Misguided emails yield misinformation 

Cousin Tommy: I guess every family has one

Cousin Tommy always marched to a different drummer. This is not to say that he ever harbored any radical or subversive ideas. Far from it. He is one of the most conventional people I have ever known.

What makes him different is his utter cluelessness. Somehow he has floated through life these 60 years in his own little bubble of self-absorption. He has somehow managed to stay married and raise three very bright daughters — obviously the product of their mother's genes. The den of his house is filled with plastic model cars — a passion he has had since early childhood. Most of his conversation is still sprinkled with talk of cars — cars he has seen, cars he has driven, cars he wishes he had seen or driven.

If there is an angry or mean thought in Cousin Tommy's head, he has never expressed it to me. He is one of the most placid and harmless people I know. I guess it should come as no surprise to learn that he is a Christian. Indeed, he is very Christian. And I have no objection to that. I am on his e-mail list, and I regularly get mass mailings explaining why evolution is a lie, showing me the face of Jesus in a photograph of a nimbus cloud, offering maudlin verse, and prose of little children dying and going to be with Jesus. All well and good. I'm cool with all of that.

But Cousin Tommy — like the vast majority of his white neighbors in the town of Kingstree, about 60 miles north of here — is also a Republican, and that's where I start having problems. Because, you see, along with the sweet, sentimental, and silly religious e-mails he sends me, there are the other ones — the ones explaining why God hates gays and I should, too; the ones declaring that George W. Bush has been chosen by the Almighty to lead our country and anybody who doesn't like it is a traitor; the ones informing me that all Muslims are evil and Jane Fonda is more evil than all Muslims.

I don't know if Cousin Tommy even reads this nonsense before passing it along to his e-mail cluster that must include half the continent. It certainly is out of keeping with the laid-back, clueless demeanor he exhibits when I am around him.

But recently he sent me an e-mail that was so spiteful, so mendacious, that I think some response is necessary, but I still haven't figured out what. Perhaps the best I can hope for is to turn it into a teachable moment, to use it as evidence of the pathological brand of politics some people in this country practice.

The e-mail dealt with Barack Obama's church, Trinity United Church of Christ in Chicago. Like many large, urban black churches, it seems to offer a kind of American liberation theology, blended with a strong African identity. "We are a congregation which is Unashamedly Black and Unapologetically Christian," their website says in its opening line. Apparently that is too much for the originator of my cousin's e-mail, who declined to identify himself.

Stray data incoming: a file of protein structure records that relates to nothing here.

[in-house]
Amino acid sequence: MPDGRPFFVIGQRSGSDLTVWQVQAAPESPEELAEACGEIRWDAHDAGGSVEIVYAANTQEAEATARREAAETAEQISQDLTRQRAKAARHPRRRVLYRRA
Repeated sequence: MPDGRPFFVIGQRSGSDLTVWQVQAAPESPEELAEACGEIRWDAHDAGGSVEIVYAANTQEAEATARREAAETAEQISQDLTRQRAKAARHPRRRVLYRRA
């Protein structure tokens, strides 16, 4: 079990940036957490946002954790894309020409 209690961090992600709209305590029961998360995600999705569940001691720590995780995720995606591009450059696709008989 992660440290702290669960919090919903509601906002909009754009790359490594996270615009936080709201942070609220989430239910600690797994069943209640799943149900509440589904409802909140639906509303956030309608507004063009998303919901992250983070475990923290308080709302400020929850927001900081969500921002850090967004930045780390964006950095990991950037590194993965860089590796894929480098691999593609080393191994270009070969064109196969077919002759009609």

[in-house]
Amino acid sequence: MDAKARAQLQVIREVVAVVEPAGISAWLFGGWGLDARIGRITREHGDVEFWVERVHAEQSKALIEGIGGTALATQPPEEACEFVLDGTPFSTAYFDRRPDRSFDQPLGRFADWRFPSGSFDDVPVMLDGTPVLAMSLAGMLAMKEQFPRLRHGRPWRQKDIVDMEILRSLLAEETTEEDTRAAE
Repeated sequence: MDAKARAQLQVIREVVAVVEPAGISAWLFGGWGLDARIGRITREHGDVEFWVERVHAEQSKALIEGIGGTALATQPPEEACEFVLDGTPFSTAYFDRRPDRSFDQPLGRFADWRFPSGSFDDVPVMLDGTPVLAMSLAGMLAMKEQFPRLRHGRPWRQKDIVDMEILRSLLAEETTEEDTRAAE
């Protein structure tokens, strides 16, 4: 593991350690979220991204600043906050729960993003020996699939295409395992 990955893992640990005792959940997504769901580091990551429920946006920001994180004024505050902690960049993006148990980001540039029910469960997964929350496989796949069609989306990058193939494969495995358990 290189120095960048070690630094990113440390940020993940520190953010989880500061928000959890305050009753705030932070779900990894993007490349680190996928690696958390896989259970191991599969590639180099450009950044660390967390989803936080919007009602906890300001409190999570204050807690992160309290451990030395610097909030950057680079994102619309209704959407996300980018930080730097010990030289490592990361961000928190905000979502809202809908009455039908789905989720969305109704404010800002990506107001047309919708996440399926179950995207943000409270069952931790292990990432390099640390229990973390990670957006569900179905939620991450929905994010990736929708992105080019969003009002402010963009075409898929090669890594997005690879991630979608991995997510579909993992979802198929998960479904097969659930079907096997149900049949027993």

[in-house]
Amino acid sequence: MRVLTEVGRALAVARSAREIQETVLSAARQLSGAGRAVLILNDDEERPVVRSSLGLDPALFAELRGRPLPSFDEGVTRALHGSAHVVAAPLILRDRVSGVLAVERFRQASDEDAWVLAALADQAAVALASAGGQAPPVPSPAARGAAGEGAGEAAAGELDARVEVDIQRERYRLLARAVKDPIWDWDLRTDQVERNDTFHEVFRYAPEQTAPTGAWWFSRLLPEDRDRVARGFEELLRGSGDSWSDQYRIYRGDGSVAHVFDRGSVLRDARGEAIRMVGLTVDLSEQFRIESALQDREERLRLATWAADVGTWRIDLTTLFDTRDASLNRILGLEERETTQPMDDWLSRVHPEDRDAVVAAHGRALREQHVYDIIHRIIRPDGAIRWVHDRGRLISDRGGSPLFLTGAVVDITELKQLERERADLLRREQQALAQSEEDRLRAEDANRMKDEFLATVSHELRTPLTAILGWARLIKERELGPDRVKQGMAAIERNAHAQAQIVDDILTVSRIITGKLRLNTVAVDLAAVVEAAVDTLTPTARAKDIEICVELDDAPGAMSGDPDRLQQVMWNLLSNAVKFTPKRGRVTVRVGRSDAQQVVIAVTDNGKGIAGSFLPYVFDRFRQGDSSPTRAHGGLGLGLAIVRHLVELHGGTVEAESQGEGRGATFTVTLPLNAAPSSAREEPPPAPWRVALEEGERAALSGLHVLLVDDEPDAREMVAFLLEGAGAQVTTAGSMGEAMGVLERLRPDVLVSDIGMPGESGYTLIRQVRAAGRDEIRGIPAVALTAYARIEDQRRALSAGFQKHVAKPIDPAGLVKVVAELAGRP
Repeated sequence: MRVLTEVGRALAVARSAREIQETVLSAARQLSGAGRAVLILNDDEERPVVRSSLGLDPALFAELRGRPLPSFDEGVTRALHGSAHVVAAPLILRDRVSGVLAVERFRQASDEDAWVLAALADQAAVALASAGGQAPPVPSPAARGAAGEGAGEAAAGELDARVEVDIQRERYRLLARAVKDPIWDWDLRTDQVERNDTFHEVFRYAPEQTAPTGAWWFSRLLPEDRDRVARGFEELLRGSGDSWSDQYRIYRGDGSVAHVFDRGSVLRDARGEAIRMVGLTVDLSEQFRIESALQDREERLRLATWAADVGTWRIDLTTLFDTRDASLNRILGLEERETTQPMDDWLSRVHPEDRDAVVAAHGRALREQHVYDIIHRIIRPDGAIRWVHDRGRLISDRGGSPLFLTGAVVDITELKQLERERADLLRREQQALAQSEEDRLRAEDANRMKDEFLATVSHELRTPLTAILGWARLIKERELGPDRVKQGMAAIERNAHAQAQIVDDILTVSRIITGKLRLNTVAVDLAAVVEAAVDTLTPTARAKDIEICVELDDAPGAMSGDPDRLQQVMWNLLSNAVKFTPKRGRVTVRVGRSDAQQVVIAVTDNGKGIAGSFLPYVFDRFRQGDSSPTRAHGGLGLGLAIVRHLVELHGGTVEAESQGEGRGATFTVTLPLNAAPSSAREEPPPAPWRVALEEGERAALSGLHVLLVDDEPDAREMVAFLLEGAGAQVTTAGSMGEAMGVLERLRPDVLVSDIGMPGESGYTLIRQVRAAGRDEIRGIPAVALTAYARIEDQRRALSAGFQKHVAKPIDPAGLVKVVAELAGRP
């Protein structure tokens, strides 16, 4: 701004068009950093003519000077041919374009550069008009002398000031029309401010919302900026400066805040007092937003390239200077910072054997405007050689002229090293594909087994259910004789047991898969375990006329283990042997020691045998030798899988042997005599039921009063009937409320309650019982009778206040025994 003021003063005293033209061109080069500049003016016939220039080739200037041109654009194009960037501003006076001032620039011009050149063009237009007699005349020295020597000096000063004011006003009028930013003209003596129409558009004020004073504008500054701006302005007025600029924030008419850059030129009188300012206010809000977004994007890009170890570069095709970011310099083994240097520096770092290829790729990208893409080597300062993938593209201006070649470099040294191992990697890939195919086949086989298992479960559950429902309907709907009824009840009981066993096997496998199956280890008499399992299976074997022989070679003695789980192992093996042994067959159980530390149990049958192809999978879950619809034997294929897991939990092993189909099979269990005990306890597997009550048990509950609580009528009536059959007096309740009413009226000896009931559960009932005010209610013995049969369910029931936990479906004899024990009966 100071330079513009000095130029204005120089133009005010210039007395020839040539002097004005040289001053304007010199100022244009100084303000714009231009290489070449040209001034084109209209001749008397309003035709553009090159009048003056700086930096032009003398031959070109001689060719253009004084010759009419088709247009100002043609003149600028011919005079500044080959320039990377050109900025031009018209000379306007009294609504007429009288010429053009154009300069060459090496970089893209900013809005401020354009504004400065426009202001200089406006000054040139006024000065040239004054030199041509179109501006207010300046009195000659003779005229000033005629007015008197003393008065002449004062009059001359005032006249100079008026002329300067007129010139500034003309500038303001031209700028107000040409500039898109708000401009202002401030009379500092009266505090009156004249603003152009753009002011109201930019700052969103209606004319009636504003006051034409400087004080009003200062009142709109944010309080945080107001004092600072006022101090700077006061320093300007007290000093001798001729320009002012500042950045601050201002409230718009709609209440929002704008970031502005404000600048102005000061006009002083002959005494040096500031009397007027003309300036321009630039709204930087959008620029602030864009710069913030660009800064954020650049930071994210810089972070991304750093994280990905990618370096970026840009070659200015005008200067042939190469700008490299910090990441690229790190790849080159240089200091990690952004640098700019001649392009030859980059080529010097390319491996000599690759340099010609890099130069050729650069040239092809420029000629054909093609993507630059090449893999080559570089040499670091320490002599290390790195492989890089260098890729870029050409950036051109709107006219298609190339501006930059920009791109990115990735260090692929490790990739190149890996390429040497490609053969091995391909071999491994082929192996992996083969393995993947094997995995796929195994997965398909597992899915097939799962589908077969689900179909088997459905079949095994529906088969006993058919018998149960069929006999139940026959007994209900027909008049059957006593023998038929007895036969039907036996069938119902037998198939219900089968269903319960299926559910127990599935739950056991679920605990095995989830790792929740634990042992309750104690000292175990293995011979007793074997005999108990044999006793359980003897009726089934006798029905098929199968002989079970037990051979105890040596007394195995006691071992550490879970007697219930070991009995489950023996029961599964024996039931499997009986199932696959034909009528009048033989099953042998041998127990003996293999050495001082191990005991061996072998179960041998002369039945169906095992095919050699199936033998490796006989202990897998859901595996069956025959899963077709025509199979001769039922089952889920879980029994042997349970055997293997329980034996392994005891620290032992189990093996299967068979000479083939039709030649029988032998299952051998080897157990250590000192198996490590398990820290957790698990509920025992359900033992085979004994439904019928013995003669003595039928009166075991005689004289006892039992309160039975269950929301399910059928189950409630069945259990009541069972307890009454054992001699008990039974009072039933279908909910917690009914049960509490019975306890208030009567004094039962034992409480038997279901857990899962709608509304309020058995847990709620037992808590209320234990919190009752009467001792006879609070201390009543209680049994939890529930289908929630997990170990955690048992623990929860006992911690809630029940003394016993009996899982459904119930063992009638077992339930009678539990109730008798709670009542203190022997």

"Barack Obama is a member of this church and is running for President of the U.S.," the e-mailer writes. "If you look at the first page of their website, you will learn that this congregation has a non-negotiable commitment to Africa. No where is AMERICA even mentioned. Notice too, what color you will need to be if you should want to join Obama's church... B-L-A-C-K!!!"

This last statement is baldly untrue. Check the website for yourself.

"Doesn't look like his choice of religion has improved much over his former Muslim upbringing?" the writer continues. "Are you aware that Obama's middle name is Mohammed? Strip away his nice looks, the big smile and smooth talk and what do you get? Certainly a racist, as plainly defined by the stated position of his church! And possibly a covert worshiper of the Muslim faith, even today. This guy desires to rule over America while his loyalty is totally vested in a Black Africa?"

There is enough ignorance and misinformation in this paragraph to fill an editorial page of The Post and Courier. Of course, Obama's middle name is Hussein (as the right wing radio nuts love to remind us) and he was not raised as a Muslim. In his autobiography, he tells a moving story of his childhood come-to-Jesus moment. But the vicious people who originate e-mails such as this are not looking for the truth. They seek to use the internet to smear and misinform. And witless souls such as my cousin are only too happy to aid and abet them.

I think Cousin Tommy needs to get a life.


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